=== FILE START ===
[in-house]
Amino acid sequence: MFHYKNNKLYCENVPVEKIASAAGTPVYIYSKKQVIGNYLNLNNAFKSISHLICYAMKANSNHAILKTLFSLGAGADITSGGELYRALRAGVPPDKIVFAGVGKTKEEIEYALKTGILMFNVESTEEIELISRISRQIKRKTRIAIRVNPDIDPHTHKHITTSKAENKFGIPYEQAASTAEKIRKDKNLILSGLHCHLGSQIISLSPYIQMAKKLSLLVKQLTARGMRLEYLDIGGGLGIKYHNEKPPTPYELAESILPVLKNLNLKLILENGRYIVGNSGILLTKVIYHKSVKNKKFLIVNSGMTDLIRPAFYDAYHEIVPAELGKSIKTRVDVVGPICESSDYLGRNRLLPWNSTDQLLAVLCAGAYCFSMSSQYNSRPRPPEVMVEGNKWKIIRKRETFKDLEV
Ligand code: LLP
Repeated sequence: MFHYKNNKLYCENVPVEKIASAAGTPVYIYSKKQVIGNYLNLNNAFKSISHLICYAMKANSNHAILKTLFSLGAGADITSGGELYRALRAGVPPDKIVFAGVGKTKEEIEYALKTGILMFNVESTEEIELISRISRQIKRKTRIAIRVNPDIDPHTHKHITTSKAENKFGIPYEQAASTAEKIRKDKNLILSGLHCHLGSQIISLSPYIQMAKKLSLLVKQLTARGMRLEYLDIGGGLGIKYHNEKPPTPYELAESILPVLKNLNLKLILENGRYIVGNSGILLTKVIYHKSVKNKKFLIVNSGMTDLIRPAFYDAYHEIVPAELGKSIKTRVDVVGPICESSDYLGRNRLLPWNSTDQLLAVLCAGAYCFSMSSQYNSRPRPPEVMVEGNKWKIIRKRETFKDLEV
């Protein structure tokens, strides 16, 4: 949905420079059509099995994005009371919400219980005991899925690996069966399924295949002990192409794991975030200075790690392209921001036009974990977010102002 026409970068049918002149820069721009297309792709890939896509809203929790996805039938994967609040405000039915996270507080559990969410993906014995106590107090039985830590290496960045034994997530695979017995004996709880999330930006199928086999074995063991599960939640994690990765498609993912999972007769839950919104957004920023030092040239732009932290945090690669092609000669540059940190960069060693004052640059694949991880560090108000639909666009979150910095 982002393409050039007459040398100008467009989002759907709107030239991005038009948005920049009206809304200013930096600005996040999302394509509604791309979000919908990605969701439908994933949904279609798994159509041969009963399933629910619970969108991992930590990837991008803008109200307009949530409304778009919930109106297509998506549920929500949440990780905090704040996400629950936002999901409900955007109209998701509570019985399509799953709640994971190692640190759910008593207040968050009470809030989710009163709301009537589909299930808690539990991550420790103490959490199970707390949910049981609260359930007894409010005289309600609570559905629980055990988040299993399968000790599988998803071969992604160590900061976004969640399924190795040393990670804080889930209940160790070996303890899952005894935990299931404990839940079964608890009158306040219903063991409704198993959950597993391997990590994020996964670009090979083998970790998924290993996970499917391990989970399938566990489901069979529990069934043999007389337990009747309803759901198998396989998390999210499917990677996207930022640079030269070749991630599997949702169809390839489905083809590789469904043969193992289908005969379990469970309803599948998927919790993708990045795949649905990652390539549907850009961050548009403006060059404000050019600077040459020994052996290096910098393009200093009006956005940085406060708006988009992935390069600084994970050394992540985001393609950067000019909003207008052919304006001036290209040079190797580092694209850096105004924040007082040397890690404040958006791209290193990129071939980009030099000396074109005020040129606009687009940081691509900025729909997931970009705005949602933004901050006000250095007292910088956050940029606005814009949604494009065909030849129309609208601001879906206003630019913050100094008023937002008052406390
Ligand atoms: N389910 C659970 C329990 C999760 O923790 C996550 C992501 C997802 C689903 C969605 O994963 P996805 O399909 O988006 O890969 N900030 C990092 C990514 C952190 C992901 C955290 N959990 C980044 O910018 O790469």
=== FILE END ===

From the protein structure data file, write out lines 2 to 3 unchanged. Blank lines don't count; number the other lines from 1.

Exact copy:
Amino acid sequence: MFHYKNNKLYCENVPVEKIASAAGTPVYIYSKKQVIGNYLNLNNAFKSISHLICYAMKANSNHAILKTLFSLGAGADITSGGELYRALRAGVPPDKIVFAGVGKTKEEIEYALKTGILMFNVESTEEIELISRISRQIKRKTRIAIRVNPDIDPHTHKHITTSKAENKFGIPYEQAASTAEKIRKDKNLILSGLHCHLGSQIISLSPYIQMAKKLSLLVKQLTARGMRLEYLDIGGGLGIKYHNEKPPTPYELAESILPVLKNLNLKLILENGRYIVGNSGILLTKVIYHKSVKNKKFLIVNSGMTDLIRPAFYDAYHEIVPAELGKSIKTRVDVVGPICESSDYLGRNRLLPWNSTDQLLAVLCAGAYCFSMSSQYNSRPRPPEVMVEGNKWKIIRKRETFKDLEV
Ligand code: LLP